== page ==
Global Travel Media » Blog Archive » What Australia needs is aggressive entrepreneurship

Home » Business News » Currently Reading:

What Australia needs is aggressive entrepreneurship

February 23, 2017 Business News No Comments Email Email

GLOBAL economic juggernauts like Alibaba[1] will threaten Australia’s banking system unless the country quickly develops its own ‘ecosystem’ of entrepreneurial success stories, according to Tyro Payments, the first Australian IT company to be granted a banking licence.http://join.travelmanagers.com.au/

Speaking to 600 entrepreneurs and investors at the Wild Digital Conference in Sydney, Tyro’s Executive Director Jost Stollmann said that even Australia’s largest companies were vulnerable to foreign competitors unless they stopped being so complacent.

“Australia is almost unique in the western world, with nine out of 10 of its top companies established more than 100 years ago, during the horse and cart era,” he said.

“Four of these are Australian banks, which leaves them ripe for disruption. The only question is whether disruption will come from an ecosystem of Australian startups working collaboratively to provide consumers and businesses with a better deal.

“Or will it come from global economic juggernauts like Amazon or Alibaba, who are currently eyeing the Australian economy with disbelief at the opportunities available for new competitors here.”

Mr Stollmann said the digitalisation of the global economy was sweeping away companies frozen by an analogue mindset, unwilling to provide the efficiency and convenience customers now expected.

“In the United States, five of the 10 biggest companies were formed in the last 40 years alone[2],” he said.

“These include Microsoft (1975), Apple (1976), Amazon (1994), Google (1998) and Facebook in 2004. Apple alone is six times bigger than BHP.”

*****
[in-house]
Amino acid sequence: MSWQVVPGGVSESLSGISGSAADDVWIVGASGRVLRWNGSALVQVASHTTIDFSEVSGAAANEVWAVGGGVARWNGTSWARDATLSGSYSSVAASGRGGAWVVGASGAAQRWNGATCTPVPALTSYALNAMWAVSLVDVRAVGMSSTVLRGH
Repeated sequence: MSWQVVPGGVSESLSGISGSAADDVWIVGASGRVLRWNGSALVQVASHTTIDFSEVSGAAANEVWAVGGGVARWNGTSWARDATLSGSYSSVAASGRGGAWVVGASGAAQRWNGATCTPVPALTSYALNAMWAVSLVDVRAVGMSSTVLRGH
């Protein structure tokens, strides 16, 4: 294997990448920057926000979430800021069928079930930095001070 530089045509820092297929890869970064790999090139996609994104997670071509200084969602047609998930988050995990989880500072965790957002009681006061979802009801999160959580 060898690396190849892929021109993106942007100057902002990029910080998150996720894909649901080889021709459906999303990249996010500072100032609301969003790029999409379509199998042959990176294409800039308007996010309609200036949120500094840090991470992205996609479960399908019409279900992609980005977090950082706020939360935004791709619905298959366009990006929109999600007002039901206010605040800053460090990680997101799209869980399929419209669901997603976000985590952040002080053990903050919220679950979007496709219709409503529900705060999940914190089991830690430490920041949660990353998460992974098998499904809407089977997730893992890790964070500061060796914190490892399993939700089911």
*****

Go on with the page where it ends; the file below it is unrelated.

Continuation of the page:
According to Mr Stollmann, the common factor with all of these companies is the quest for efficiency and giving customers what they want.

“Australia needs to capture the creative energies of its people, and develop companies of the future that can harness the opportunities created by the digital economy,” he said.

“We need to show more boldness and innovation, and be more willing to take risks in order to realise the almost unlimited potential we have before us.”

Mr Stollmann also noted that investors and banks need to realise that there are more asset classes than property, cash and blue-chip shares.

“The returns from investing in mature scale-ups entering the critical growth phase could be profound, and make the endless debate about Sydney and Melbourne property prices redundant.”

Mr Stollmann said Australia was a backwater when compared to the size, courage and sheer commercial creativity of the United States, the greatest economic force the world has known.

In the five years from 2007 to 2012, Australia’s banking sector became more concentrated, and insulated from competitive domestic forces.

This involved RAMS, St George, Bankwest, Wizard, Challenger, AXA, National Mortgage Brokers and Aussie Home Loans all being swallowed up by the big four banks.

Table 1: Australia’s top 10 companies (by market capitalisation)[3]
Rank Company Year established
1 CBA 1911
2 Westpac 1817
3 BHP Billiton 1885
4 Australia and New Zealand Banking Group Ltd (ANZ) 1835
5 NAB 1858
6 Telstra Corporation 1901
7 CSL Limited 1916
8 Wesfarmers Ltd 1914
9 Woolworths Ltd 1878
10 Macquarie Group Ltd 1969

Tyro research has found banking inefficiency costs Australian SMEs more than $7 billion a year.

In addition, according to Macquarie Research, Australian businesses want to borrow $60 billion more than banks will lend them, owing to restrictive lending practices.

Mr Stollmann agreed with PayPal co-founder, Max Levchin, who stated that banks are “too big to fail, too big to innovate.”

“In Australia, the banks are trapped with legacy IT systems, opposed to open banking that will bring more competition into the market and are using their size to keep alternatives out of the market,” Mr Stollmann said.

“Fintech challengers on the other hand are creative and agile, with a cost advantage over the big four that allows them to cherry pick the latest IT offerings for the benefit of their customers.

“The mindset in Australia has to change. We need ambitious and aggressive entrepreneurs reaching for the stars.

“The Government, regulators and investors need to do more to support our startups and scale-ups so that in the not too distant future, we will see more high-growth innovators hit our market.”

Comment on this Article:







Time limit is exhausted. Please reload CAPTCHA.

Platinium Partnership

ADVERTISEMENTS

Elite Partnership Sponsors

ADVERTISEMENTS

Premier Partnership Sponsors

ADVERTISEMENTS

Official Media Event Partner

ADVERTISEMENTS

Global Travel media endorses the following travel publication

ADVERTISEMENTS

GLOBAL TRAVEL MEDIA VIDEOS

ADVERTISEMENTS